A council housing chief has issued a plea to the landlords of a quadriplegic man who faces eviction from his specially adapted home of 25 years.
Green councillor David Gibson, who co-chairs Brighton and Hove City Council’s Housing Committee, spoke out as officials were understood to be weighing up tougher measures to deal with the crisis.
Harvey Cowe lives in a house where the council has spent more than £200,000 making special adaptions because he has been paralysed from the neck down since a car crash in 1984.
But Mr Cowe and his wife have barricaded themselves inside their home after their landlord died and his children, who inherited the property, sent in bailiffs.
Councillor Gibson said: “I am disheartened that the owners tried to evict a severely disabled man from his family home of 25 years.
“They say they need a quick sale to pay tax bills yet, when they were offered a market valuation rate, they continue with the eviction. Why?
“The council has gone to great lengths to provide loan support so the Cowe family can buy the disabled adapted home.
“This gives the owners what they want – a quick sale – and makes good use of a scarce fully adapted property.
“I appeal to them to call of the threat of sending the bailiffs back in and agree to meet with the family to finalise the sale.”
It has been suggested that officials look at whether the council could use compulsory purchase powers to buy the property from Anna and Dean Lashmar.
Even if the council is ultimately unsuccessful, it could start a process that lasts several months and possibly well over a year, blighting the property and significantly denting its potential value.
The Lashmars inherited a portfolio of about 12 properties from their father David Lashmar and are understood to be selling the Cowes’ Brittany Road home so that they can pay their inheritance tax bill.
It has also been suggested that officials review the ownership of the special adaptations. Recovery action could create cost – and price – implications for the sellers and any purchasers if the Lashmars continue to turn down the Cowes’ offer.
Mr Cowe, 62, and his wife Sheree, 55, are at a loss to understand why the chance to buy the house has been taken from them.
They offer the quick sale that the Lashmars have said that they want, with no chain and at a price that was agreed.
But instead of going ahead with the sale, the Lashmars sent bailiffs to the property moments after a possession hearing went their way in the county court.
The bailiffs were reported to have drilled the locks despite having no power to force entry, prompting the possibility of a complaint to police about criminal damage and harassment.
The bailiffs said that they would return with police – but Sussex Police and the council are understood to be looking at how their public sector equality duty would affect their next steps.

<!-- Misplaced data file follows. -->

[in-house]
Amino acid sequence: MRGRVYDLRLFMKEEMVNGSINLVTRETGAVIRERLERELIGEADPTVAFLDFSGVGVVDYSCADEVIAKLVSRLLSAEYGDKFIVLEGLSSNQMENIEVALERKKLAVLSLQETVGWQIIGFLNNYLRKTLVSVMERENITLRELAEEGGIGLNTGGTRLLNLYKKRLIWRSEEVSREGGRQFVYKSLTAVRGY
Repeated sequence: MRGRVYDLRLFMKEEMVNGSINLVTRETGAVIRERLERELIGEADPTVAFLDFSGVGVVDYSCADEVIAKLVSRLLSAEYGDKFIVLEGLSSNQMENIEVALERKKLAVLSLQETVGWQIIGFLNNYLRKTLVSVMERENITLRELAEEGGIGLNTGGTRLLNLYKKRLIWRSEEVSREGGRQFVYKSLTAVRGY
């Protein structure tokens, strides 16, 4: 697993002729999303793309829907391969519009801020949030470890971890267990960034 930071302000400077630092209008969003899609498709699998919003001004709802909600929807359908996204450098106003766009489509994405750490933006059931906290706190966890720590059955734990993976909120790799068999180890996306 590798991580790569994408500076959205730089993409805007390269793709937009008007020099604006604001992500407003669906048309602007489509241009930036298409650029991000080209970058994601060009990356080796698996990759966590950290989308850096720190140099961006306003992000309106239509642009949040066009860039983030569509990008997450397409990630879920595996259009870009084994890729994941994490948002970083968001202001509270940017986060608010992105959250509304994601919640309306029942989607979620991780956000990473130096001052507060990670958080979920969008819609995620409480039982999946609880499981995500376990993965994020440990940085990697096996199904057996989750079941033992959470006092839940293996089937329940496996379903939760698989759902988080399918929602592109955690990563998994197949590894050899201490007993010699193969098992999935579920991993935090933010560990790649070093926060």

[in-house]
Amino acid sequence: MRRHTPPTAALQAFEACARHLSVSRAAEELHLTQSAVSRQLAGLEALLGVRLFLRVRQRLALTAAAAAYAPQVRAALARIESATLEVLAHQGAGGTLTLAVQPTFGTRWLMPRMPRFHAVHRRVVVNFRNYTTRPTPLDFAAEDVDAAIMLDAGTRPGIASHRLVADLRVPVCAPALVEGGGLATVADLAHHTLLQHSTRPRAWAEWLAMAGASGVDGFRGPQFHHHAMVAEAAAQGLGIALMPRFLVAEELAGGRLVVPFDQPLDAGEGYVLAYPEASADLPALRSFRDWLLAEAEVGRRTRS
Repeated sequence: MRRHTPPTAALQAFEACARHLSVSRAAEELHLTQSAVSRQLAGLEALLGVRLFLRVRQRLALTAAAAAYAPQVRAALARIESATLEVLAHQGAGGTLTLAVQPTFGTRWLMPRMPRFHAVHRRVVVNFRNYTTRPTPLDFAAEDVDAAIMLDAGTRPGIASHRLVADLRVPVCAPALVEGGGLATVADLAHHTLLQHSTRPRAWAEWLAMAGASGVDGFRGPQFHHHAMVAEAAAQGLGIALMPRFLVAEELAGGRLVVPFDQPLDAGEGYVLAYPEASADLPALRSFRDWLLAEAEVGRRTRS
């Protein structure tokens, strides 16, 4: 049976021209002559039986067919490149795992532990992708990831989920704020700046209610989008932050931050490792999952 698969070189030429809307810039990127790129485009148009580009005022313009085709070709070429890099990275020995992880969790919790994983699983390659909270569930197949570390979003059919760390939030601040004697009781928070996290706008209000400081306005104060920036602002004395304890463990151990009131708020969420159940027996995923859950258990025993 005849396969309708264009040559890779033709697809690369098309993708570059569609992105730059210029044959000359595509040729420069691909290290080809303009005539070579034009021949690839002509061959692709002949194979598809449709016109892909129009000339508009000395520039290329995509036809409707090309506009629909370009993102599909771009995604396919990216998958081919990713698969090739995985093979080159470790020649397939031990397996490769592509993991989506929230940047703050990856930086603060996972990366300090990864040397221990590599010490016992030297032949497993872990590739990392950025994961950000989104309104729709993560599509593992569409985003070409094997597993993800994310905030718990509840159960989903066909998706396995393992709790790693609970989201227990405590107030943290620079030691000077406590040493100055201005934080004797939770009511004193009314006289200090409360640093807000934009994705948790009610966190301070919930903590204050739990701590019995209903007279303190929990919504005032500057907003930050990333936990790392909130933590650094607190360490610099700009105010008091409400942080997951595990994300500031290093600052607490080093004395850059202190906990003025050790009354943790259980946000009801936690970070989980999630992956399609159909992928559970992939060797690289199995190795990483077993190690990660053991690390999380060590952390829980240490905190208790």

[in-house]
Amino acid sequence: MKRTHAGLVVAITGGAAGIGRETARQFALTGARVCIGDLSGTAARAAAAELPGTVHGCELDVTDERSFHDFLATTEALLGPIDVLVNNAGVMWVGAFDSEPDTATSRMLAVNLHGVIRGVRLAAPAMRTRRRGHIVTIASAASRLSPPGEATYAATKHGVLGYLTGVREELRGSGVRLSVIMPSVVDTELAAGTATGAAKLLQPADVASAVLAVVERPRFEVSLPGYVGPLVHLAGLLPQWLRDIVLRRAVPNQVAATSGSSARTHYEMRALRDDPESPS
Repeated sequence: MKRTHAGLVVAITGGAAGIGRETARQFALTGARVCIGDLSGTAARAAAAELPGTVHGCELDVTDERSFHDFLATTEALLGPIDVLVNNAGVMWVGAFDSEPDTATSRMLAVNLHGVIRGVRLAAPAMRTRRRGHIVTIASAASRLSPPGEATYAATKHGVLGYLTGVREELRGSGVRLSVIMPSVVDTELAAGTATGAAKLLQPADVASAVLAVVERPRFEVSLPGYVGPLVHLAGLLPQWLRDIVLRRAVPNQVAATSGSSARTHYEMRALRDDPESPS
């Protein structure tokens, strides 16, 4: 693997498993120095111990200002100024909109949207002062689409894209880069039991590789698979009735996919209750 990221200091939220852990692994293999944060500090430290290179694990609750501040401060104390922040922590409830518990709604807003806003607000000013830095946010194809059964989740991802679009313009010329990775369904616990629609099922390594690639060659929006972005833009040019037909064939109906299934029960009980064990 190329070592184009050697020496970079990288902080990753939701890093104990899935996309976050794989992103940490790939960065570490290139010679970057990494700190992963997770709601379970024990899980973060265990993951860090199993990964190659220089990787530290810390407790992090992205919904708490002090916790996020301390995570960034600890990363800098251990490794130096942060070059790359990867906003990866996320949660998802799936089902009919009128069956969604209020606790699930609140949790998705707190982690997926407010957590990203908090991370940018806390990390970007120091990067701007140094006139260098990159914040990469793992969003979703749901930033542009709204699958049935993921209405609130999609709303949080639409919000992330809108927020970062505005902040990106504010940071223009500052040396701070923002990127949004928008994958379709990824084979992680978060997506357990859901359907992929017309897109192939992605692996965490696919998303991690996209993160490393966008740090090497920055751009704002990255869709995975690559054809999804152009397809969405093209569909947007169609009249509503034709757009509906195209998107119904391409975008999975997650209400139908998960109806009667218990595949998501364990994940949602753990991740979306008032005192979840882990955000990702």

Councillor Gibson also said: “I’m incredibly disappointed that the court has not exercised its discretion to put a halt on the bailiffs, giving more time for the Cowe family to proceed with the purchase of the property with help from the council.
“If they had, this might have enabled them to remain in the home they’ve lived in for the past 25 years.
“Mr Cowe has serious disabilities. We have previously provided significant adaptations to the property to enable the family to continue living there.
“The possession order was served in April. It was suspended for three months. During this time, due to the exceptional circumstances we worked extremely quickly to help put in place an arrangement to enable the family to purchase the property.
“We agreed a loan to assist the family with the purchase based on a valuation and we made our loan offer known to all the parties.
“We worked very closely with the family to make sure they had the resources to purchase the property and also make sure that the loan repayments would be affordable for them.
“It is very unusual for a council to use its powers in this way. But we believe our actions were appropriate in this instance given the needs of this household and the circumstances.
“We made sure everything was in place for the proposed purchase by the Cowe family well before the court hearing on Tuesday 9 August.
“The arrangement we put in place to facilitate the family’s purchase would have enabled a quick sale. It would also have given the landlord a chain-free buyer.
“With this in mind, it is clear that whatever reasons the landlord may have had for choosing to reject the proposed purchase and enforce the eviction had nothing to do with the speed of the council’s work to support the Cowe family with the purchase.
“Ultimately, the legal situation is that this is a private matter between two parties. We have no powers to overturn or appeal against the court order.
“But I think it’s exceptionally sad that the landlord is insisting on pushing ahead with an immediate eviction of a severely disabled man and his family.
“The family are living in fear of the bailiffs and, at this time, I appeal to the landlord not to send the bailiffs in for at least a month and reconsider their decision and try to negotiate a sale to the family.
“We are now working flat out in line with our statutory duties to find alternative temporary accommodation that is suitable for the family’s needs.”
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